30. McLemore Cove (Walker County). One of Southeast's most picturesque mountain valleys.

31. Chattooga River (along Georgia-South Carolina border). Untamed and unimpeded; wild and rugged.

32. Sosebee Cove (Chattahoochee National Forest). High elevation, north-facing cove forest; rich diversity of shade tolerant trees, shrubs and wildflowers.

33. Cooper Creek Scenic Area (Chattahoochee National Forest). Harbors large hemlocks and white pines, some with bases as big as four feet in diameter.

34. Raven Cliffs Falls (Raven Cliffs Wilderness Area). Splendid waterfalls; trail to them almost equally stunning.

35. Anna Ruby Falls (Unicoi State Park, White County). A must-see for visitors.

New Watering Restrictions

New Watering Restrictions in Georgia.

  • Hand watering will be allowed for 25 minutes per day on an odd-even schedule between midnight and 10 a.m. Odd numbered addresses can water on Tuesday, Thursday and Sunday. Even numbered addresses can water Monday, Wednesday and Saturday. Hand watering is defined as one person with one garden hose with a spray nozzle that shuts off when it is released.
  • New professionally installed landscape can be watered up to three days a week from midnight to 10 a.m. for a period of 10 weeks based on the odd/even schedule. The new schedule will help ensure the survival of new landscape without requiring more water than what is being used under the current 30-day exemption.
  • Anyone wishing to water new professionally installed landscape must register with the Outdoor Water Use Registration Program. The program will be hosted on the Urban Agricultural Council web site at Urban Ag Council beginning April 1, when the outdoor watering exemptions take effect. Georgians may also contact their county extension agents for assistance in getting registered.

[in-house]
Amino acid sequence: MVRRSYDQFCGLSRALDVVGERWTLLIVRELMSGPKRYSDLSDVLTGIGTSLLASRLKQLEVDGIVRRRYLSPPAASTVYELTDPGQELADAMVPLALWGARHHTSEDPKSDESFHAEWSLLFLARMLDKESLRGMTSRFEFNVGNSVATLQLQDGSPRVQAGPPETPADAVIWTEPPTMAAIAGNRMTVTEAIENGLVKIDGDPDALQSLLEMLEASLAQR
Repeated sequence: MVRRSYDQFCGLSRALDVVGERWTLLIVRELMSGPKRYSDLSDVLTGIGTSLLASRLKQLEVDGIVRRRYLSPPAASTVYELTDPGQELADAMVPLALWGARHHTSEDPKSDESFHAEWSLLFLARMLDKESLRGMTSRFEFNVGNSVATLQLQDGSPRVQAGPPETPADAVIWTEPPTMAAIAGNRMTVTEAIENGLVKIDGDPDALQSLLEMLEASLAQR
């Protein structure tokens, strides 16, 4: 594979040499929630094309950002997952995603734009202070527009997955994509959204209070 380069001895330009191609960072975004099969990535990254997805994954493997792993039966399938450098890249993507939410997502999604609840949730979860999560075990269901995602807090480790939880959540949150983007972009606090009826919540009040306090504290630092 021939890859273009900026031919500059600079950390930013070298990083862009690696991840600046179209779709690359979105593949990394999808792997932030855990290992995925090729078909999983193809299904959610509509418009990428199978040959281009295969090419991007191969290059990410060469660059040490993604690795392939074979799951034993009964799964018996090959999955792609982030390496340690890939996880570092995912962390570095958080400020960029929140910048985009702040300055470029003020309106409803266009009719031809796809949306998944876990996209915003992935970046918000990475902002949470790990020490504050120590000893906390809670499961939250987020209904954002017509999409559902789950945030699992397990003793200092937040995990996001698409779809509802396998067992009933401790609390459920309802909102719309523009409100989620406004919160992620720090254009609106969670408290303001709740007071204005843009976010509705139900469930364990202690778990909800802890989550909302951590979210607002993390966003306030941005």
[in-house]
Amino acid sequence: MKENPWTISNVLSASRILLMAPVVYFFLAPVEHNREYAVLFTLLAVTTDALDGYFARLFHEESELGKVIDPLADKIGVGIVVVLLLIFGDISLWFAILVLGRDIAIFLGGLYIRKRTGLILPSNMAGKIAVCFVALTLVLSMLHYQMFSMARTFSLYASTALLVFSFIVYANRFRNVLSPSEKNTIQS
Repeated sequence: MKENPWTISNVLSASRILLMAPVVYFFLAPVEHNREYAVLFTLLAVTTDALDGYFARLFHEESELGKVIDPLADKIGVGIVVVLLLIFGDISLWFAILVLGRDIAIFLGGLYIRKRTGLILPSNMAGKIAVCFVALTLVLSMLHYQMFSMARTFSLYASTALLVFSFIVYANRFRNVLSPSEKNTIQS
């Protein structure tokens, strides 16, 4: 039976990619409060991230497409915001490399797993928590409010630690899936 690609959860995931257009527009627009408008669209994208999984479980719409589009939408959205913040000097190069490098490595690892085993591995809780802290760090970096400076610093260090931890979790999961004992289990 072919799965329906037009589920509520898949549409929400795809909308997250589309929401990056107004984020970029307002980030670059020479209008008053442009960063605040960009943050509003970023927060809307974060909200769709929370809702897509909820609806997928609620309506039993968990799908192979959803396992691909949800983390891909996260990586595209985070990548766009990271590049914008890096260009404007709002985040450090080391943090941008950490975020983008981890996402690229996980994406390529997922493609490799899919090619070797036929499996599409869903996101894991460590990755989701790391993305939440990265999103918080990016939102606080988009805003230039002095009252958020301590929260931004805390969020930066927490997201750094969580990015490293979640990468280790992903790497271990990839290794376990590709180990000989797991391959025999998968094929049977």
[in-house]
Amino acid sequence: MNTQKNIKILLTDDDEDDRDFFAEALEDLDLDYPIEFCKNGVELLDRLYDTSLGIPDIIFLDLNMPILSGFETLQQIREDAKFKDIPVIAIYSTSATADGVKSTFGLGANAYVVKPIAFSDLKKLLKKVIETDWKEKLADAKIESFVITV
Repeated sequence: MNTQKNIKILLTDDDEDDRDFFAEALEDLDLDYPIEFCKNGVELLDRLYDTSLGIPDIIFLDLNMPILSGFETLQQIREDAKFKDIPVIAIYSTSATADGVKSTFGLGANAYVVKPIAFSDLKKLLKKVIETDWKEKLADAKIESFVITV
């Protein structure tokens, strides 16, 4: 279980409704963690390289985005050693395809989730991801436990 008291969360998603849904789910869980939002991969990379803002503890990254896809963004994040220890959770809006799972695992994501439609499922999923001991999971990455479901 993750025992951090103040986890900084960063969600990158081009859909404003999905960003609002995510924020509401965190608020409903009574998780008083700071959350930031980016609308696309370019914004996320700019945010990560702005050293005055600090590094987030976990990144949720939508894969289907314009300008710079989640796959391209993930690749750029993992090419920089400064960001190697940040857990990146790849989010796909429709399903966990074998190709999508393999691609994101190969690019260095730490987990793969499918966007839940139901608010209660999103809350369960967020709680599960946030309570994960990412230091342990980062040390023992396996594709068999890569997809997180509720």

There is no watering whatsoever in the City of Atlanta.

The following activities are exempted from the City of Atlanta’s new watering restrictions:

  1. Personal food gardens
  2. New landscaping installed by a certified or licensed landscaper. These newly installed landscapes may be watered any day of the week between the hours of 12:01 a.m. and 10 a.m. for a period of 30 days following installation. You have one exemption per year / per property. There is no longer a 30-day exemption for lawn areation & overseeding, or for planting sod in existing/established landscapes. A 30-day watering exemption for sod pertains only to new construction.
  3. Swimming pools may be filled through an irrigation meter, domestic meter, well water or other alternate source. The City does not be provide pool filling services during the drought. Pool filling is subject to change due to drought conditions.

The following commercial outdoor water uses are exempt from watering restrictions:

  1. Professionally certified or licensed landscapers, golf course contractors, and sports turf landscapers: during installation and 30 days following installation only. Professional landscapers must be certified or licensed for commercial exemptions to apply.

    All landscape professionals and all customers seeking a 30-day watering exemption for newly installed landscape must register with the Outdoor Water Use Registration Program at per February 11, 2008 Order of Ga. Environmental Protection Division Director Carol A. Couch.